“Old Town was known for its small businesses,” said Poland. “It attracted visitors. But when the city leased a lot of space to larger national businesses, the rents were driven up.”
For Poland, when his lease was set to expire, his landlord suggested that the rent could raise by more than a third and would transition the agreement into a “triple net lease,” meaning that Poland would have to pay for utilities and other property owning aspects. Ultimately, Poland said this effectively would have doubled the rent. Poland’s store is located directly across the street from 220 S. Union, site of the new Indigo Hotel and diagonally across Duke and S. Union streets to Robinson Terminal South, the planned site for a new mixed use apartment and retail complex.
“The rent increase comes from the larger chain stores [moving in] and taxes, which have gone up steadily,” said Poland. “I don’t think the city has ever nourished its small merchant population, but they go out of their way to take care of hotels.”
Poland says he’s been extremely happy with his years working as a small businessman, and that in his time he’s tried to keep his nose in the store and stay out of the local politics.
“I’ve had a great 20 years here,” said Poland. “I will miss it. Alexandria has been good to me, but I am disturbed to see that they’re killing the goose that laid the golden egg. They’re pushing out small businesses and bringing in big box retail, who won’t stay if they can’t make a profit, and then what are we left with? An empty King Street. Change is going to happen, and the hotel is an improvement over what is there now, I recognize that … but when small businesses are gone, people won’t have a reason to come back here.”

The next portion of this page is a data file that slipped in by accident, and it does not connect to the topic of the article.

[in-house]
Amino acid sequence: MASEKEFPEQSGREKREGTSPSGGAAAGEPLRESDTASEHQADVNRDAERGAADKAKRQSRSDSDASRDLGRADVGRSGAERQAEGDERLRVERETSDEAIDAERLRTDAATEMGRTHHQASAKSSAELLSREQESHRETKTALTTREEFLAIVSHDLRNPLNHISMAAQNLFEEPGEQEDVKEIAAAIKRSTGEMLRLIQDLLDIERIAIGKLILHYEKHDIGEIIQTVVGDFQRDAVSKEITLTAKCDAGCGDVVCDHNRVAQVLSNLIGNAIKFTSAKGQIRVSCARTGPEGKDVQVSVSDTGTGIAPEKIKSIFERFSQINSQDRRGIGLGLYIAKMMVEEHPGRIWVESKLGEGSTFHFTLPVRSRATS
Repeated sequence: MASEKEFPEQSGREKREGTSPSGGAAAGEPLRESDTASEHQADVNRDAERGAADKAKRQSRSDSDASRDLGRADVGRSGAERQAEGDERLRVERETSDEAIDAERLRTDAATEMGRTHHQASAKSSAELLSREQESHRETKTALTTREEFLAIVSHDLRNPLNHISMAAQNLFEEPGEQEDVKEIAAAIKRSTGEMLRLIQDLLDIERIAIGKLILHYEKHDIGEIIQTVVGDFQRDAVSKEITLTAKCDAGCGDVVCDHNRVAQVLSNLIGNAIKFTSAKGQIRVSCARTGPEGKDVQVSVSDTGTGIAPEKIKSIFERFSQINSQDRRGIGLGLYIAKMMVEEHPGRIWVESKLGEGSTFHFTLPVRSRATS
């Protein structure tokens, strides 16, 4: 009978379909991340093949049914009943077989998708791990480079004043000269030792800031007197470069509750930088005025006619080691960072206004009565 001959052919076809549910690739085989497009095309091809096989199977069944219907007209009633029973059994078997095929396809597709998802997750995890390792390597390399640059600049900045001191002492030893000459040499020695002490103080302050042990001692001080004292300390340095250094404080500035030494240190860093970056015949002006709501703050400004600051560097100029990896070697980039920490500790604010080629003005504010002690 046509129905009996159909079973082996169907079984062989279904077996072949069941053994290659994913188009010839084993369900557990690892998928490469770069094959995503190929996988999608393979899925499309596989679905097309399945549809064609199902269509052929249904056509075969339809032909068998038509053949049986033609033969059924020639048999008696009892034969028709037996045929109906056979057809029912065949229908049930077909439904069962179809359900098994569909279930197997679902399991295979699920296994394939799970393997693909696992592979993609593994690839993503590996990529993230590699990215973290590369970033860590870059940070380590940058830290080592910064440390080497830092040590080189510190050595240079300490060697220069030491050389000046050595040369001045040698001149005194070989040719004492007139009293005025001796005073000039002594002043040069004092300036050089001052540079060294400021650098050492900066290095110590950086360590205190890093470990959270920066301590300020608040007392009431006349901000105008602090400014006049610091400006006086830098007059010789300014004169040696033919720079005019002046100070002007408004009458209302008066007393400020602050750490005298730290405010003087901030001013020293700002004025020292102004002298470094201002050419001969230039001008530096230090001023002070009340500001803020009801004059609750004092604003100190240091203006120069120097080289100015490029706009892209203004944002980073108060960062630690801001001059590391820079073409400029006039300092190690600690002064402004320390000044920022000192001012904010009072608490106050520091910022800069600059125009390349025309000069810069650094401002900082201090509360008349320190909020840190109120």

Many of the current development problems, Poland said, stemmed from the initiatives 10 years ago at the beginning of the push for Waterfront redevelopment. Poland even noted that initiatives the city tried to undertake to help businesses on King Street, like the art festival, hurt more than they helped.